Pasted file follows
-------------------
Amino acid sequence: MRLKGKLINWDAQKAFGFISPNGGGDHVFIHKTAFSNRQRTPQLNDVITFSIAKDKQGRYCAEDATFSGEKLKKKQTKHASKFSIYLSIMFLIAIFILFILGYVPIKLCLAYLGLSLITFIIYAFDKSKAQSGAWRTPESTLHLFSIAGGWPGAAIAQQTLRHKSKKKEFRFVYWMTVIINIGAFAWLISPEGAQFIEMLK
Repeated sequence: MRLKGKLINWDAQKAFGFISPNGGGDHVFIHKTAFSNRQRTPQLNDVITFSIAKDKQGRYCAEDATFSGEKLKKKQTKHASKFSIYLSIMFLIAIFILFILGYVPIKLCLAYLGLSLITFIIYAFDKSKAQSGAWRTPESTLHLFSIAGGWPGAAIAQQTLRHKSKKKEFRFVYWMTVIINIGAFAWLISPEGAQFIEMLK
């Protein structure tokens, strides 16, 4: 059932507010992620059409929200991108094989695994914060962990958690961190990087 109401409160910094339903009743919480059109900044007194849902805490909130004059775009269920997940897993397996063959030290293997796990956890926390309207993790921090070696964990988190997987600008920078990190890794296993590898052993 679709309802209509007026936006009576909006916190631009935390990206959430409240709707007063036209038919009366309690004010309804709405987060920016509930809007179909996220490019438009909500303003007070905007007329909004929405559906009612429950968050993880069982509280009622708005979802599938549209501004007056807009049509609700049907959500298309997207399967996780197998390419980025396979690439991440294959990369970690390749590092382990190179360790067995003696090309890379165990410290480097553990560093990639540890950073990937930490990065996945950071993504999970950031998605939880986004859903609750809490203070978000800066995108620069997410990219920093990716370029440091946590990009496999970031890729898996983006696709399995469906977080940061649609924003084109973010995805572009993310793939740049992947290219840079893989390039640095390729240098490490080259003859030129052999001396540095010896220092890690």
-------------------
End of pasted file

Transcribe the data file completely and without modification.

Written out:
Amino acid sequence: MRLKGKLINWDAQKAFGFISPNGGGDHVFIHKTAFSNRQRTPQLNDVITFSIAKDKQGRYCAEDATFSGEKLKKKQTKHASKFSIYLSIMFLIAIFILFILGYVPIKLCLAYLGLSLITFIIYAFDKSKAQSGAWRTPESTLHLFSIAGGWPGAAIAQQTLRHKSKKKEFRFVYWMTVIINIGAFAWLISPEGAQFIEMLK
Repeated sequence: MRLKGKLINWDAQKAFGFISPNGGGDHVFIHKTAFSNRQRTPQLNDVITFSIAKDKQGRYCAEDATFSGEKLKKKQTKHASKFSIYLSIMFLIAIFILFILGYVPIKLCLAYLGLSLITFIIYAFDKSKAQSGAWRTPESTLHLFSIAGGWPGAAIAQQTLRHKSKKKEFRFVYWMTVIINIGAFAWLISPEGAQFIEMLK
């Protein structure tokens, strides 16, 4: 059932507010992620059409929200991108094989695994914060962990958690961190990087 109401409160910094339903009743919480059109900044007194849902805490909130004059775009269920997940897993397996063959030290293997796990956890926390309207993790921090070696964990988190997987600008920078990190890794296993590898052993 679709309802209509007026936006009576909006916190631009935390990206959430409240709707007063036209038919009366309690004010309804709405987060920016509930809007179909996220490019438009909500303003007070905007007329909004929405559906009612429950968050993880069982509280009622708005979802599938549209501004007056807009049509609700049907959500298309997207399967996780197998390419980025396979690439991440294959990369970690390749590092382990190179360790067995003696090309890379165990410290480097553990560093990639540890950073990937930490990065996945950071993504999970950031998605939880986004859903609750809490203070978000800066995108620069997410990219920093990716370029440091946590990009496999970031890729898996983006696709399995469906977080940061649609924003084109973010995805572009993310793939740049992947290219840079893989390039640095390729240098490490080259003859030129052999001396540095010896220092890690």